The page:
JEL: L26 L6 M11 M12 Q40 Q41
    Date: 2008–10
  4. By: Philipp Maier; Brian DePratto
    Abstract: The authors examine the impact of the recent run-up in energy and non-energy commodity prices on the Canadian dollar. Using the Bank of Canada's exchange rate equation, they find that the differences between the actual value of the Canadian exchange rate and the simulated values observed in 2007 are not historically large. Still, given that there is some evidence that the sensitivity of the standard exchange rate equation to changes in energy and non-energy commodities may have changed over time, the authors explore different ways of modelling the impact of energy and non-energy commodity prices. Their results indicate that specifications that explicitly consider the importance of energy and non-energy commodities in Canada's export or production basket may yield more stable coefficient estimates, particularly over recent periods. Future research should investigate the robustness of these findings, particularly if, at some point, price increases for energy and non-energy commodities were to moderate.
    Keywords: Exchange rates
    JEL: F31
    Date: 2008
  5. By: Francisco Alvarez-Cuadrado; Ngo Van Long
    Abstract: This paper presents a simple model of resource extraction where preferences are household's preferences depend on relative consumption levels. We identify two dimensions along which consumption externalities distort the efficient extraction of resources: (i) the static trade-off between consumption and effort, and (ii) the dynamic trade-off between current and future consumption. In general, households over-exploit the natural resource stocks, resulting in steady state stocks lower than the efficient stocks of resources that would be chosen by a benevolent central planner. We propose a tax mechanism to induce the first best outcome. <P>On présente un modèle d’exploitation d’une ressource naturelle dans lequel les ménages accordent une importance à la consommation relative, soit la différence entre leur consommation et celle de leur groupe de référence. On identifie deux dimensions de distorsion. Premièrement, il y a la distorsion dans le choix du niveau d’effort. Deuxièmement, il y a la distorsion dans le choix entre la consommation présente et la consommation dans le futur. En général, les ménages ont tendance à exploiter les ressources naturelles de facon excessive. Par conséquent, les stocks de ressources à l’état stationnaire sont plus petits que ceux qu’aurait choisis un planificateur central. On propose une règle de taxation qui assure les résultats optimaux.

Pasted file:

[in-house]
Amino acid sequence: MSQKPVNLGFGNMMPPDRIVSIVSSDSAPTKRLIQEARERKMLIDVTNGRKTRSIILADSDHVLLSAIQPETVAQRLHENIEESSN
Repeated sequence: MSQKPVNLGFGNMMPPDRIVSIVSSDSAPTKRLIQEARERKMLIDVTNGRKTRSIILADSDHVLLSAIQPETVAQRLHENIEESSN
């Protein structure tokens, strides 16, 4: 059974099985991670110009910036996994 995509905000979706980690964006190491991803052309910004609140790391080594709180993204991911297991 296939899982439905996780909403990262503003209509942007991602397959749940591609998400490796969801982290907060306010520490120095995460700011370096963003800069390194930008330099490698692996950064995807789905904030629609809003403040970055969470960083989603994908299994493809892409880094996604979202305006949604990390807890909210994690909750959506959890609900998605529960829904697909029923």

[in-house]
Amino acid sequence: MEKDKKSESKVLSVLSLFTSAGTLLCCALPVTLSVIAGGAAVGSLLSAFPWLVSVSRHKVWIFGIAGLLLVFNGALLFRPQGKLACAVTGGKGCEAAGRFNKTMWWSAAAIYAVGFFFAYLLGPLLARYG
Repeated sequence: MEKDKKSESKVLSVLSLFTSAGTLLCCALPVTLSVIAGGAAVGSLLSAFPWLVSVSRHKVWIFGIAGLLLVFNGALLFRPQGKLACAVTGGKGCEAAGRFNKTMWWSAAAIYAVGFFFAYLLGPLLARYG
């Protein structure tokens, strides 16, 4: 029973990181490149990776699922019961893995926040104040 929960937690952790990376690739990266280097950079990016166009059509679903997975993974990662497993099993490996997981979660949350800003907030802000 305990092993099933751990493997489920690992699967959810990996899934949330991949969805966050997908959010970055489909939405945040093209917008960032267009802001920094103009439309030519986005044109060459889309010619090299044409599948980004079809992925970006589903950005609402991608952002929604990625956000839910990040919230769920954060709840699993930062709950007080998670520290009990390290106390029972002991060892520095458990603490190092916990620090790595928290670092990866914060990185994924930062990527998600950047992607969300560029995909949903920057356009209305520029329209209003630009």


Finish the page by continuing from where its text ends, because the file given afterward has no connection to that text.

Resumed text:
Keywords: relative consumption, relative income hypothesis, permanent income hypothesis, consommation relative, revenue relative, l’hypothèse de la revenue permanente.
    JEL: D62 Q20 Q50
    Date: 2008–10–01